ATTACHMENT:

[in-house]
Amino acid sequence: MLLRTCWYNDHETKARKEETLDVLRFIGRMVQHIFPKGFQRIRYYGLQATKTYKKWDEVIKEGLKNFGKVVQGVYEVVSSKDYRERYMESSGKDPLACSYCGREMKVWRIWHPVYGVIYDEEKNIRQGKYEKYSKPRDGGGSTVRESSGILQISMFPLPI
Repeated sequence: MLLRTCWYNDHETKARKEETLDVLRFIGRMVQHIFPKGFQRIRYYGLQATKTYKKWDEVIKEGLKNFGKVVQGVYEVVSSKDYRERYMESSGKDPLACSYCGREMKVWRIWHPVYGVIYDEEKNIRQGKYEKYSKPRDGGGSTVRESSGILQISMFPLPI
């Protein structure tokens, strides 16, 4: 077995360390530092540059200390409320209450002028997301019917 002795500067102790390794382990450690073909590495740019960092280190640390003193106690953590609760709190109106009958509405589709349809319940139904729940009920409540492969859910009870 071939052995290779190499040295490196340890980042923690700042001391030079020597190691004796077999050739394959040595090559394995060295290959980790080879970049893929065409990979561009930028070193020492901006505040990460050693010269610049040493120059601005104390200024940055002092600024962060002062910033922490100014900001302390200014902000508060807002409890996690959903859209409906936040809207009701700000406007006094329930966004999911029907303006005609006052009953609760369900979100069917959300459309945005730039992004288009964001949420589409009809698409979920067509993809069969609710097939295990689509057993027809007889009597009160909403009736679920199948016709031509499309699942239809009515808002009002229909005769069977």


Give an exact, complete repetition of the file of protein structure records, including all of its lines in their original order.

[in-house]
Amino acid sequence: MLLRTCWYNDHETKARKEETLDVLRFIGRMVQHIFPKGFQRIRYYGLQATKTYKKWDEVIKEGLKNFGKVVQGVYEVVSSKDYRERYMESSGKDPLACSYCGREMKVWRIWHPVYGVIYDEEKNIRQGKYEKYSKPRDGGGSTVRESSGILQISMFPLPI
Repeated sequence: MLLRTCWYNDHETKARKEETLDVLRFIGRMVQHIFPKGFQRIRYYGLQATKTYKKWDEVIKEGLKNFGKVVQGVYEVVSSKDYRERYMESSGKDPLACSYCGREMKVWRIWHPVYGVIYDEEKNIRQGKYEKYSKPRDGGGSTVRESSGILQISMFPLPI
């Protein structure tokens, strides 16, 4: 077995360390530092540059200390409320209450002028997301019917 002795500067102790390794382990450690073909590495740019960092280190640390003193106690953590609760709190109106009958509405589709349809319940139904729940009920409540492969859910009870 071939052995290779190499040295490196340890980042923690700042001391030079020597190691004796077999050739394959040595090559394995060295290959980790080879970049893929065409990979561009930028070193020492901006505040990460050693010269610049040493120059601005104390200024940055002092600024962060002062910033922490100014900001302390200014902000508060807002409890996690959903859209409906936040809207009701700000406007006094329930966004999911029907303006005609006052009953609760369900979100069917959300459309945005730039992004288009964001949420589409009809698409979920067509993809069969609710097939295990689509057993027809007889009597009160909403009736679920199948016709031509499309699942239809009515808002009002229909005769069977």